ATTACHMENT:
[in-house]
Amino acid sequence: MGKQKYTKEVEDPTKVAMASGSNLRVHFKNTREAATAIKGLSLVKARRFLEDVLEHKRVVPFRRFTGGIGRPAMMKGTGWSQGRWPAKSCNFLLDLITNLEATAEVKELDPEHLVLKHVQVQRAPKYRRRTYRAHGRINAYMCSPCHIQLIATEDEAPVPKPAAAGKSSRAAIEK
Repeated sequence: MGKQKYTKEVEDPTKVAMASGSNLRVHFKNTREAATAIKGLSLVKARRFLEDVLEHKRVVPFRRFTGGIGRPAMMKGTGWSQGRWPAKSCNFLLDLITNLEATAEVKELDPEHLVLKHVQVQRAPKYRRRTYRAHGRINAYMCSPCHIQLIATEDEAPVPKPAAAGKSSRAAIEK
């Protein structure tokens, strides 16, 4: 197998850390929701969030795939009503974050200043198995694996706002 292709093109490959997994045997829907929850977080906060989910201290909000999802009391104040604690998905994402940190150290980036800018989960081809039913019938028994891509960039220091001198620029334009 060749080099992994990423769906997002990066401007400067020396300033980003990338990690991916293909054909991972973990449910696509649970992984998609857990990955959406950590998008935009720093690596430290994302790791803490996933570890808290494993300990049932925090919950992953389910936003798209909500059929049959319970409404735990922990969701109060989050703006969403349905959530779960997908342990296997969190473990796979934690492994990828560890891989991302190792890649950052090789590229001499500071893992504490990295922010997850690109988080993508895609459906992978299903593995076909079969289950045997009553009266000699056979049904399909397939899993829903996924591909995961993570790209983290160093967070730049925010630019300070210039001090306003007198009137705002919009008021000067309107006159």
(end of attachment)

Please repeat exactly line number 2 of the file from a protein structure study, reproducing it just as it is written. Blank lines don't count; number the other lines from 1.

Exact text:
Amino acid sequence: MGKQKYTKEVEDPTKVAMASGSNLRVHFKNTREAATAIKGLSLVKARRFLEDVLEHKRVVPFRRFTGGIGRPAMMKGTGWSQGRWPAKSCNFLLDLITNLEATAEVKELDPEHLVLKHVQVQRAPKYRRRTYRAHGRINAYMCSPCHIQLIATEDEAPVPKPAAAGKSSRAAIEK